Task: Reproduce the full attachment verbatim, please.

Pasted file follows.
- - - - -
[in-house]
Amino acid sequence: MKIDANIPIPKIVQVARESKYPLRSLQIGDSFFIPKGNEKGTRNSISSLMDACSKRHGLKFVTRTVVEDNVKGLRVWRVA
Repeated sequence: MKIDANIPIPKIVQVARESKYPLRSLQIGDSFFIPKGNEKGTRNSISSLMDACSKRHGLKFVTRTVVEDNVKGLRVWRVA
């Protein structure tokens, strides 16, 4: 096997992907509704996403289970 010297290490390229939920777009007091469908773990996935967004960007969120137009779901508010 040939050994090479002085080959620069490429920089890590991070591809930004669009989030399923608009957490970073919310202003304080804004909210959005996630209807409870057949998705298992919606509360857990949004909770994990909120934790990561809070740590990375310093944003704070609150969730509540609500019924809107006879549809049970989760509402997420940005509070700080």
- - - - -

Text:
[in-house]
Amino acid sequence: MKIDANIPIPKIVQVARESKYPLRSLQIGDSFFIPKGNEKGTRNSISSLMDACSKRHGLKFVTRTVVEDNVKGLRVWRVA
Repeated sequence: MKIDANIPIPKIVQVARESKYPLRSLQIGDSFFIPKGNEKGTRNSISSLMDACSKRHGLKFVTRTVVEDNVKGLRVWRVA
């Protein structure tokens, strides 16, 4: 096997992907509704996403289970 010297290490390229939920777009007091469908773990996935967004960007969120137009779901508010 040939050994090479002085080959620069490429920089890590991070591809930004669009989030399923608009957490970073919310202003304080804004909210959005996630209807409870057949998705298992919606509360857990949004909770994990909120934790990561809070740590990375310093944003704070609150969730509540609500019924809107006879549809049970989760509402997420940005509070700080």